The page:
There are exceptions: If you're going to perform surgery on my brain or represent me in a court of law, I want to see a degree or two after your name and I don't want to be your first client after graduation.

But for a lot of the jobs out there, an understanding of the basics is enough to be going on with.

Let me tell you a story about a time when I talked my way into a job I wasn't qualified to do.

It was while I was in graduate school getting my MA in international management with an emphasis on Japan studies. There was a paid summer marketing internship in Tokyo that I wanted. Paid. Marketing. Tokyo.

I knew it must be mine.

Unfortunately, half the students in my class also knew it must be theirs. Most of them weren't a big threat to me - my grades were good, my Japanese was adequate, I'd already lived and worked in Japan and I'd taken a marketing class.

So, I had what you might call the basic minimum profile.

Only one person was a real threat to me. His grades weren't quite as good as mine, but no one actually cares about grades and his Japanese was friggin' amazing.

I plotted his downfall. Just kidding - he's still a good friend of mine - but I did plan to get that job.

Fortunately, the application required a self-introduction video. I wasn't so arrogant as to think I had the job in the bag when I heard this - because not everyone warms to an overconfident ham - but I knew this was my chance to stand out.

Let's face it, a video is almost always better than a resume with dubious credentials like 'ESL Teacher', 'Graduate Study Body President', 'Senior Aerobics Instructor', 'Writing Skills Tutor' and 'Assistant Financial Aid Clerk.'

I enlisted my teacher for help crafting a modest-yet-compelling introduction. I practiced the heck out of it. I wore my one suit and used copious amounts of product in my hair.

I shined. I exuded reliability. I appeared to speak fluent Japanese. I smelled good (just in case).

And I got the job. That was the first hurdle. The second hurdle was doing the job.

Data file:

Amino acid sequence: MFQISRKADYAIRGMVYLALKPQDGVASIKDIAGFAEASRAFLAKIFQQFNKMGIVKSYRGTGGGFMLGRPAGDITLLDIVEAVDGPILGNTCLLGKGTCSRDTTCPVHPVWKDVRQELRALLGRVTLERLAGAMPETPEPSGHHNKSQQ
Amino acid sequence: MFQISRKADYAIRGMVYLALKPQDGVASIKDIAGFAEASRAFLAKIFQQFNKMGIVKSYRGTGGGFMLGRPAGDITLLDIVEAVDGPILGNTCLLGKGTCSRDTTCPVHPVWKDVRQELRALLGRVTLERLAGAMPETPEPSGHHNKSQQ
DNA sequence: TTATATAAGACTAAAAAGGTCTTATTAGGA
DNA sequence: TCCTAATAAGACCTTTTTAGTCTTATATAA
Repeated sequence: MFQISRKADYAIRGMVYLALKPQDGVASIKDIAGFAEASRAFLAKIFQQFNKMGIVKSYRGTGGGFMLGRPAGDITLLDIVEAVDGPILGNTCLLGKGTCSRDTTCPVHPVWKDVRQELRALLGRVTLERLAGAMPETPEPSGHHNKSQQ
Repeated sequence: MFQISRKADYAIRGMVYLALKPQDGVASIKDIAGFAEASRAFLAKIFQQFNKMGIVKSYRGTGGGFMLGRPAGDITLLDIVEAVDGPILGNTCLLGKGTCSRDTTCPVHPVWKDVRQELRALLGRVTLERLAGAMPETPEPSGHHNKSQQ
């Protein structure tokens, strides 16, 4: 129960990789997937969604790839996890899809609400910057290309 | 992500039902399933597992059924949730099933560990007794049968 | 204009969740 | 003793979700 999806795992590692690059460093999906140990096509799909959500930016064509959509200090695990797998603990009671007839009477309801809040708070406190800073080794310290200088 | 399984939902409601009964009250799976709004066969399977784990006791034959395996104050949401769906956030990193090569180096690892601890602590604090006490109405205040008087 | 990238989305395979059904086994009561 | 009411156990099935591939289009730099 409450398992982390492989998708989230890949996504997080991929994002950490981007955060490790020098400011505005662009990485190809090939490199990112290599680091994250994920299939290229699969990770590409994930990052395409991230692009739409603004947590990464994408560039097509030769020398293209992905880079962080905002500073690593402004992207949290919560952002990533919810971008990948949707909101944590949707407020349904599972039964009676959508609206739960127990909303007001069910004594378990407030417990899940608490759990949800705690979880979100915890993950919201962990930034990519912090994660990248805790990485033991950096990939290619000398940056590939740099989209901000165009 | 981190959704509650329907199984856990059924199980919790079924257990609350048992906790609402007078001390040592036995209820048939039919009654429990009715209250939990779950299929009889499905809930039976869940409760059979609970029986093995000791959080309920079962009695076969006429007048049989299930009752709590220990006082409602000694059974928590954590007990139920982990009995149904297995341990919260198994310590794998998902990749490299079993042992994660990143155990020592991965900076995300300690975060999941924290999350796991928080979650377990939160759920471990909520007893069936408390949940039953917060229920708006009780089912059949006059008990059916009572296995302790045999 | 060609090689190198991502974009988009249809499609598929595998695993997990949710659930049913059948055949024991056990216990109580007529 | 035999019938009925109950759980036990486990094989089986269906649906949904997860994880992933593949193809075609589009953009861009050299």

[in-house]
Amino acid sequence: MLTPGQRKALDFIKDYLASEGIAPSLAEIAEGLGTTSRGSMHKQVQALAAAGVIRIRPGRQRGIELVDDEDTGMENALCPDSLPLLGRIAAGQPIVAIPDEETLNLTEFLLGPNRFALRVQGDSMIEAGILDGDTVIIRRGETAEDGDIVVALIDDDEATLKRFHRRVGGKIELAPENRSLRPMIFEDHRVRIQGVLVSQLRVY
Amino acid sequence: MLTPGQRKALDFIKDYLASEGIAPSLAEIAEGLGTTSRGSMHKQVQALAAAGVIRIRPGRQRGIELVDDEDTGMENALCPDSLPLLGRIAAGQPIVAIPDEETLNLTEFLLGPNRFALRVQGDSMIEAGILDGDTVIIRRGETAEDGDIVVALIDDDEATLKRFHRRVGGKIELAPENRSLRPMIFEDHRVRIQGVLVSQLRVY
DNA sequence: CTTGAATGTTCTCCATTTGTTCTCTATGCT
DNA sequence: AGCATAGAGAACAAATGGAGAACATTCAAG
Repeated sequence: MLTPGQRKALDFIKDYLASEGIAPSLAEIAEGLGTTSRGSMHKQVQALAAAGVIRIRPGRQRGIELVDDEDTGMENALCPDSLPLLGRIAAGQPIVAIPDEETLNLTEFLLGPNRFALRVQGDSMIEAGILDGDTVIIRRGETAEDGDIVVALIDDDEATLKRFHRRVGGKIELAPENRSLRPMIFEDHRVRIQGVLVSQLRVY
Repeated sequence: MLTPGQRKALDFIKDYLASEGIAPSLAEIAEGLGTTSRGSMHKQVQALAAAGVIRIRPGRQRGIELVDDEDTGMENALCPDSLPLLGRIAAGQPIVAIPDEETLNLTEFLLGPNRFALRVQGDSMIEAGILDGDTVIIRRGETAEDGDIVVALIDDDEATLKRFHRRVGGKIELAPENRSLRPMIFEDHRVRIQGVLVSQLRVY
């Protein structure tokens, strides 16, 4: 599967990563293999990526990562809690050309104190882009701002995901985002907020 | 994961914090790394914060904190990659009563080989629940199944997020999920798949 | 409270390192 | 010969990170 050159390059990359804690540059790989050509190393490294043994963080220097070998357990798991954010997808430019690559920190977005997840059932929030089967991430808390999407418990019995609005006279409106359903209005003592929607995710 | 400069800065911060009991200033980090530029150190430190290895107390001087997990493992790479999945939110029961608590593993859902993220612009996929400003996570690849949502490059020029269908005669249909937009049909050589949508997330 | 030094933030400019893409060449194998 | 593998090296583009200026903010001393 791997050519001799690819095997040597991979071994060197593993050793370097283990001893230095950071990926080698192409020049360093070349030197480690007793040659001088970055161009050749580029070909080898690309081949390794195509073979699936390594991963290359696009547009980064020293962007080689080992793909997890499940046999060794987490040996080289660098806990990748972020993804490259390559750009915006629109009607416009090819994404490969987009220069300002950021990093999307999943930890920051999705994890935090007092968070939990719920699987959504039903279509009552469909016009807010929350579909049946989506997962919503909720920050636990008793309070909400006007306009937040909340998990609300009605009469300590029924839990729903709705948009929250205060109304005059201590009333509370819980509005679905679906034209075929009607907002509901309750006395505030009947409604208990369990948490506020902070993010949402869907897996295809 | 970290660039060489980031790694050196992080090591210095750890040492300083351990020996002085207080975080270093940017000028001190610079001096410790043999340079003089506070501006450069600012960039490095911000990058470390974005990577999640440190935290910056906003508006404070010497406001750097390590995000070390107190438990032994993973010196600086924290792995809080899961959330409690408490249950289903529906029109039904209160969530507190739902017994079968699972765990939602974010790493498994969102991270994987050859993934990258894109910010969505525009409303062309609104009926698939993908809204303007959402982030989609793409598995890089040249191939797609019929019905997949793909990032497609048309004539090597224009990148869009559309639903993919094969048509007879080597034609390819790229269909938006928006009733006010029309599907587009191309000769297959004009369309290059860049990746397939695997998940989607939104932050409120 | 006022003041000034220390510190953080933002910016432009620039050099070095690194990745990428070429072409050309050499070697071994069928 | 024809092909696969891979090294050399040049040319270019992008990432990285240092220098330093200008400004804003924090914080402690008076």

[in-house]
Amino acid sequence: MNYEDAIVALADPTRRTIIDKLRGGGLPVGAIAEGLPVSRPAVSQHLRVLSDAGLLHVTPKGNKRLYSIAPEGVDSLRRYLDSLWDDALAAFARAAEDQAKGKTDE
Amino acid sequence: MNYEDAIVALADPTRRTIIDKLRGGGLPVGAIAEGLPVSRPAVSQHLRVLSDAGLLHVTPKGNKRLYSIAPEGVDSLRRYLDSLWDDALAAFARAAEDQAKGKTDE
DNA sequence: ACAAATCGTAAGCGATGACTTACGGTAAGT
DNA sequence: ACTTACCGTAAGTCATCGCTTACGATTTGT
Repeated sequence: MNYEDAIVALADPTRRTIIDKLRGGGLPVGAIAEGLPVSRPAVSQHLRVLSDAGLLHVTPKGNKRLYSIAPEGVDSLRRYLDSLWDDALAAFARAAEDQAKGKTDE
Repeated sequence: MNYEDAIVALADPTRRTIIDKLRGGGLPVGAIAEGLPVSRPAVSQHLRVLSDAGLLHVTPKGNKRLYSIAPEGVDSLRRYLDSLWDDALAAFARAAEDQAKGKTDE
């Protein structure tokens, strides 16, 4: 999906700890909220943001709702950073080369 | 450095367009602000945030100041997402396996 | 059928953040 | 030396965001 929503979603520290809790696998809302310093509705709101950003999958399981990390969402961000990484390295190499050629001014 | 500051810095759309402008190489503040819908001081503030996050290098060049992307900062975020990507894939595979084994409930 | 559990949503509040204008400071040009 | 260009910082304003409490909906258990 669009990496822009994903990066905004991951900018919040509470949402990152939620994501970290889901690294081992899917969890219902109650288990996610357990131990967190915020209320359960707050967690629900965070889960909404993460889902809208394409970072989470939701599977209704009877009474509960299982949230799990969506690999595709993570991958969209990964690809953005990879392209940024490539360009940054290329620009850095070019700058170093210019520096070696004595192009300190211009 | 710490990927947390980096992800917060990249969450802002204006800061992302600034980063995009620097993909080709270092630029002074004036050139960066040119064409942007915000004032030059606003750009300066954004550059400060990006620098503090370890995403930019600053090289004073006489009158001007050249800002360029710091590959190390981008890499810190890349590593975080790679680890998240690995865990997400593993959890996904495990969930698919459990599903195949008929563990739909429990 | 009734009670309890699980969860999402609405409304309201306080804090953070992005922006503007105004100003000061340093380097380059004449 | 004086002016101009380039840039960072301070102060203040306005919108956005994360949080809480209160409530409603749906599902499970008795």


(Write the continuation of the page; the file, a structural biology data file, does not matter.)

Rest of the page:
Despite my fluent introduction, my Japanese wasn't good enough to sit in on Japanese focus groups and take notes. We employed some note takers who would turn in their handwritten comments at the end of each focus group but that didn't help me much. I could decipher typed kanji characters with the help of a dictionary but the hand-written notes were way beyond me.

So, that first week I made stuff up. I told Coca-Cola executives their new Fanta drink was too pink (well, it was!). I told the Zegna management team that people found their suits elegant but expensive. I told... well, never mind, it was for the best.

I wasn't flying totally blind, you understand. I'd lived in Japan for 2 years and could read facial expressions and body language and I also understood some of what was said.

But in that first week or so, the guy I beat out for the job would have been a better fit.

Then something changed. In the focus groups, the same sorts of phrases were used over and over. I started being able to recognize and decipher the hand-written kanji characters. My brain adapted and began accepting new types of information.

After 6 weeks, I could fly through 10 hand-written pages of notes, pluck out the salient points and write up a killer executive presentation outlining product and marketing recommdations.

At the end of the summer, after several of my executive presentations had been favorably received by key clients, they offered me a permanent position after graduation. Which I politely declined.

It was a great learning experience but the job just wasn't challenging enough.

Sunday, August 1, 2010

August Leadership Carnival

Check out the August Leadership Carnival: 33 great insights for leaders at!

And why not take it a step further and leave a comment? All of these excellent posts were written to spark a conversation.